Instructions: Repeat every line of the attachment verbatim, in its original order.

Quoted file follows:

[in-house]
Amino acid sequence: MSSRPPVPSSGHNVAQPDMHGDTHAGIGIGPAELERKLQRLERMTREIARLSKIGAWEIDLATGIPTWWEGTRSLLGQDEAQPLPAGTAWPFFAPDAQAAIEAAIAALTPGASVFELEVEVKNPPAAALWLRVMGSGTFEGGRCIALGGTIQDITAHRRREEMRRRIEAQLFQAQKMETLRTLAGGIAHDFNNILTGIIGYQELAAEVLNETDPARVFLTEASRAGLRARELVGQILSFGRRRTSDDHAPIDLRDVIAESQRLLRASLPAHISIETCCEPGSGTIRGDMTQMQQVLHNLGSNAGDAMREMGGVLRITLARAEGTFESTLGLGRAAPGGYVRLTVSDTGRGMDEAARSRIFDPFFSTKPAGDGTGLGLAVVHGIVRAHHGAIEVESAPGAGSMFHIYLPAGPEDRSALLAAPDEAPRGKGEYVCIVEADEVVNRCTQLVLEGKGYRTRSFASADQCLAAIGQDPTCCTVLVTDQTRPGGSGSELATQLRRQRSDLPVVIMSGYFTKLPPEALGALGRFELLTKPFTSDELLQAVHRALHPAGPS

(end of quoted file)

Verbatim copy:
[in-house]
Amino acid sequence: MSSRPPVPSSGHNVAQPDMHGDTHAGIGIGPAELERKLQRLERMTREIARLSKIGAWEIDLATGIPTWWEGTRSLLGQDEAQPLPAGTAWPFFAPDAQAAIEAAIAALTPGASVFELEVEVKNPPAAALWLRVMGSGTFEGGRCIALGGTIQDITAHRRREEMRRRIEAQLFQAQKMETLRTLAGGIAHDFNNILTGIIGYQELAAEVLNETDPARVFLTEASRAGLRARELVGQILSFGRRRTSDDHAPIDLRDVIAESQRLLRASLPAHISIETCCEPGSGTIRGDMTQMQQVLHNLGSNAGDAMREMGGVLRITLARAEGTFESTLGLGRAAPGGYVRLTVSDTGRGMDEAARSRIFDPFFSTKPAGDGTGLGLAVVHGIVRAHHGAIEVESAPGAGSMFHIYLPAGPEDRSALLAAPDEAPRGKGEYVCIVEADEVVNRCTQLVLEGKGYRTRSFASADQCLAAIGQDPTCCTVLVTDQTRPGGSGSELATQLRRQRSDLPVVIMSGYFTKLPPEALGALGRFELLTKPFTSDELLQAVHRALHPAGPS